For this blog post, we will feature a Canadian who is attending an American Dental School and he will share a few pointers that you may find useful.

Each year, there are many Canadians left without an admission offer to a Canadian Dental School. This can be a very daunting experience, especially for those who have already used up their gap year after graduating school. Since time is valuable, many Canadians choose to apply to American Dental schools which can be very costly. For example, the University of Pennsylvania costs about $71,000+ USD/year ($92,000+ CAD/year) as of September 2016. Unfortunately, most American Dental Schools are this expensive, but there are ways to ease the burden of these massive expenses. The following are things that I have learned up to this point in Dental school that you may find useful, and as a result of it, I am not paying a penny out of my pocket to attend Dental School.

  1. Obtain a Higher Provincial Student Loan

If you attend an American Dental School, you are still eligible for your provincial student loans to help you pay off your tuition. So that means if you are an Ontario resident, you are still eligible to receive $10,000 CAD from OSAP. However, there are ways to obtain a higher provincial student loan legally. For example, if Bob lived in Ontario his entire life and moved to another province for a certain period of time before attending Dental School, he is eligible for that province’s student loans as long as he follows that province’s rules. Now consider this, British Columbia gives out $17,000 CAD/year ($68,000 CAD over 4 years of dental school) while Alberta gives out $41,000 CAD/year ($164,000 CAD over 4 years of dental school). By comparing these numbers to the relatively small quantity Ontario provides ($40,000), you can see the obvious advantages. I have personal done this during my gap year where I lived in Alberta for a year, and as a result I am not paying anything for Dental School out of my pocket since my Alberta provincial student loans provided me with $41,000 CAD/year in addition to bank loans that I received.

2.  Shop for a line of credit

There isn’t much of a secret here, you have to shop around and look for which banks offer you the most. The only difference between what the Canadian Banks have to offer is the maximum line of credit they give out (ranging from anywhere between 200k to 275k), how much you can take our per year, and the perks they give. Therefore, with the Alberta student loan (40k/year) and the line of credit (65k/year), I am getting 105k/year for my tuition fees and living expenses. This lifts a huge burden off your family financially by allowing them to live a normal life while you attend dental school. Keep in mind, the 105k/year is before any scholarships that you maybe eligble to recieve.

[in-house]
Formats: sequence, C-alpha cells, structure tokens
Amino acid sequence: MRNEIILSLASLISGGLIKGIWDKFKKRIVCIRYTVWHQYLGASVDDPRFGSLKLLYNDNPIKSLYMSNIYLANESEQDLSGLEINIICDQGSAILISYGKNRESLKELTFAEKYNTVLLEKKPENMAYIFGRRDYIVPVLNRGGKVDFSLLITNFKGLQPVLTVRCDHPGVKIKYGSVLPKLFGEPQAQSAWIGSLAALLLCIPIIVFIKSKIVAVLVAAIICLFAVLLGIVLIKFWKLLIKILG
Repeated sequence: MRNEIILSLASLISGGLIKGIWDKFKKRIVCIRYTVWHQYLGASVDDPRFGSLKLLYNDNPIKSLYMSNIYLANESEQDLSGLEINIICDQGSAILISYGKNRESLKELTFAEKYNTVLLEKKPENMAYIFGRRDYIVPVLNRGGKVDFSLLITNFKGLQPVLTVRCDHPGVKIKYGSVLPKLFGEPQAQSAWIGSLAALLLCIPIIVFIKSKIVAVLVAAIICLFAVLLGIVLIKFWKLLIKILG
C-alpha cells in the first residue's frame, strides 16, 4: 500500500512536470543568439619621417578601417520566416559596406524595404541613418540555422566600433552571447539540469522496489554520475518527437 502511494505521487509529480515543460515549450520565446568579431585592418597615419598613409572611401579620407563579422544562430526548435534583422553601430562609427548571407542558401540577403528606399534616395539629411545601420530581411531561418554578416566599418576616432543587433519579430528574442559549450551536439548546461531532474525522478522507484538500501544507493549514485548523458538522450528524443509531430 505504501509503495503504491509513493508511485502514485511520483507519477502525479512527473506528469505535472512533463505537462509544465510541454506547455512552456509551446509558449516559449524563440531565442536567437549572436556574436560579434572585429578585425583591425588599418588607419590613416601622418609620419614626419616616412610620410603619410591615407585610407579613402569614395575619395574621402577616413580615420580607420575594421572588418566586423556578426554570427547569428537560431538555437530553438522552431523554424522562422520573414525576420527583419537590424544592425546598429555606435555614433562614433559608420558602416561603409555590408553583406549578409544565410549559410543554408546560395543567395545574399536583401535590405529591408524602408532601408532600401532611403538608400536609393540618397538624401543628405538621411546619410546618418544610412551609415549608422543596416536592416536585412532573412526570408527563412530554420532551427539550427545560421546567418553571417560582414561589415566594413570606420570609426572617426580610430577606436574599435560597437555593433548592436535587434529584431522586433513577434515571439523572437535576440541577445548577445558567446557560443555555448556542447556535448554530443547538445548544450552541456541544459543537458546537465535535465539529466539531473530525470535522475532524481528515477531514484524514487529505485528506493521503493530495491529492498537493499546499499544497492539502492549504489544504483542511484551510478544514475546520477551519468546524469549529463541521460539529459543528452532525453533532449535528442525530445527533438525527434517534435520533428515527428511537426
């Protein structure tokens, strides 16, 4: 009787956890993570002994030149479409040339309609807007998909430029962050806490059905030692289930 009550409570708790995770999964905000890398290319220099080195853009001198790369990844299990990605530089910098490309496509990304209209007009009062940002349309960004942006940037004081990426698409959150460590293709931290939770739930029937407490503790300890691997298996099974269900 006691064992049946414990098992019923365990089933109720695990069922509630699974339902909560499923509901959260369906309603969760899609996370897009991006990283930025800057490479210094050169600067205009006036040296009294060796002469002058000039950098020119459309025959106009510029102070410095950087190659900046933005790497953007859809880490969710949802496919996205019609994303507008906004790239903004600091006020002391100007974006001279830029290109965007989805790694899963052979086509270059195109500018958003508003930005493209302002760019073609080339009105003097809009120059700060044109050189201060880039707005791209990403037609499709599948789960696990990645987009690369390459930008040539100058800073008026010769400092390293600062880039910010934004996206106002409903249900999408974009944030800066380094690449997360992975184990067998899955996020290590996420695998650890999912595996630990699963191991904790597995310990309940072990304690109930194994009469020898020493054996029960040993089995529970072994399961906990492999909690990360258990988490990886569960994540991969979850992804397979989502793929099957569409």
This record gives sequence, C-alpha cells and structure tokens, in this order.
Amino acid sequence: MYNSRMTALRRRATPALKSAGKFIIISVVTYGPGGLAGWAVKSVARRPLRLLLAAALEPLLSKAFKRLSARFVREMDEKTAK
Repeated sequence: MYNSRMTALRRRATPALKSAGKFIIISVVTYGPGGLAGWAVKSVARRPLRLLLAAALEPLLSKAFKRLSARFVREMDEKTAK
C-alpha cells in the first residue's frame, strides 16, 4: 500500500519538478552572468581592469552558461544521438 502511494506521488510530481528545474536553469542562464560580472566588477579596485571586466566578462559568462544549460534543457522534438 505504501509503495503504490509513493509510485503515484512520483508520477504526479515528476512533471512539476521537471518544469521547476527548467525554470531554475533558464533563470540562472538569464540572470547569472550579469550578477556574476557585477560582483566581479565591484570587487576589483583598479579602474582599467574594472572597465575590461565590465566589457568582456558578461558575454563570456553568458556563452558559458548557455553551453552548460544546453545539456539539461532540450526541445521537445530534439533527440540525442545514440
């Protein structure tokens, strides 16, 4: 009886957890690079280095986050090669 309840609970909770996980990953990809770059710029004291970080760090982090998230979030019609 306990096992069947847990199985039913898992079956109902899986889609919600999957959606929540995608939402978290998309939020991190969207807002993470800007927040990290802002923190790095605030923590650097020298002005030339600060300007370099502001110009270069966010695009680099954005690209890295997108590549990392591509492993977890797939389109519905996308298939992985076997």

3. Scholarships

Don’t rely on these much because most scholarships are meant for Americans. However, some schools do offer scholarships to Canadians who do exceptionally well or come into Dental School with one of the highest GPA’s in their class. So it is something to be aware of when studying especially since some of these scholarships can be up to 5 figures large. Keep in mind, if you drop your performance you can lose your scholarships at any time.

4. Choosing the right school

Unless you want to specialize, the tuition fees and city that the school is located in will be a few of the biggest factors for you when choosing the right dental school. It is very important to be aware of the living cost around each dental school you will be choosing between since the living cost adds up. For example, my friend at NYU is now paying $2,700 CAD/month for a small room whereas a friend of mine at UDM is only paying $300 CAD/month. That is a $30,000 CAD difference each year and over 4 years that quickly becomes 6-figures. Even though NYU is a more respectable school, patients will not care what school you went to. On the contrary, if you want to specialize instead, it is best to choose a school that has a high proportion of students who specialize each year. These schools usually tend to be the more prestigious such as Columbia, UPenn, or Harvard. However, it is not the end of the world if you do not get into any of these schools because you can still specialize by attending any dental school and being at the top of your class. Keep in mind, specializing can be expensive for all the years of opportunity cost that go into it, so it’s best to be prepared financially if you choose this route.

5. Do well in Dental School and get involved

At my school, those who recieved A’s in specific courses are eligible to tutor students for $30USD/hour. The best part of these tutoring sessions is that most times students do not show up since dental students tend to be more independent learners. However, this varies from school to school and some may pay more or less. In addition, by doing well and getting involved in the community, you are eligible for more scholarships each year which can help ease your financial burden.


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